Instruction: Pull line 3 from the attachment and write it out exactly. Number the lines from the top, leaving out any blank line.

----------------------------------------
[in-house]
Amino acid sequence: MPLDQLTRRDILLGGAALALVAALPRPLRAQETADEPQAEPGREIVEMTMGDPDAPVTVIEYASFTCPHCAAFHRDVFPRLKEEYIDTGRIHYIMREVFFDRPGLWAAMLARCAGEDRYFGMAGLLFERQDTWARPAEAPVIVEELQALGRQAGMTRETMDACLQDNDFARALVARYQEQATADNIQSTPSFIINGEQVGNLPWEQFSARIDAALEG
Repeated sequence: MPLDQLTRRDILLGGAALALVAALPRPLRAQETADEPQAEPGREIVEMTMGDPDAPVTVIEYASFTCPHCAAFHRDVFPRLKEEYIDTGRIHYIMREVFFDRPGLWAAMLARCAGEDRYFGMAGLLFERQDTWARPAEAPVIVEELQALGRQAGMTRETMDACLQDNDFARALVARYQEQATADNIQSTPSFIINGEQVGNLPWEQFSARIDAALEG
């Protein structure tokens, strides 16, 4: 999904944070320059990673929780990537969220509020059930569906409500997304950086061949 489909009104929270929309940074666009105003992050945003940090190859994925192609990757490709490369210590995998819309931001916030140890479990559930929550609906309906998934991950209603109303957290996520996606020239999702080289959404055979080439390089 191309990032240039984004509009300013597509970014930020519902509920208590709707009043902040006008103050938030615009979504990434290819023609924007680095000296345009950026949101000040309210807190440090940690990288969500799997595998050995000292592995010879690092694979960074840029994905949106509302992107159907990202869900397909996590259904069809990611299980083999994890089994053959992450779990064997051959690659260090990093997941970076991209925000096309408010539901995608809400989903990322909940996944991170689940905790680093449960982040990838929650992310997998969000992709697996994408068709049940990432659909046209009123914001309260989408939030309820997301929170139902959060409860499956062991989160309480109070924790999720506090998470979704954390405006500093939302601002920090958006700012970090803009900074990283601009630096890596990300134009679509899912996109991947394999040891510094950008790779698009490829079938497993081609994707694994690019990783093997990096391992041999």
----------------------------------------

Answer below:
Repeated sequence: MPLDQLTRRDILLGGAALALVAALPRPLRAQETADEPQAEPGREIVEMTMGDPDAPVTVIEYASFTCPHCAAFHRDVFPRLKEEYIDTGRIHYIMREVFFDRPGLWAAMLARCAGEDRYFGMAGLLFERQDTWARPAEAPVIVEELQALGRQAGMTRETMDACLQDNDFARALVARYQEQATADNIQSTPSFIINGEQVGNLPWEQFSARIDAALEG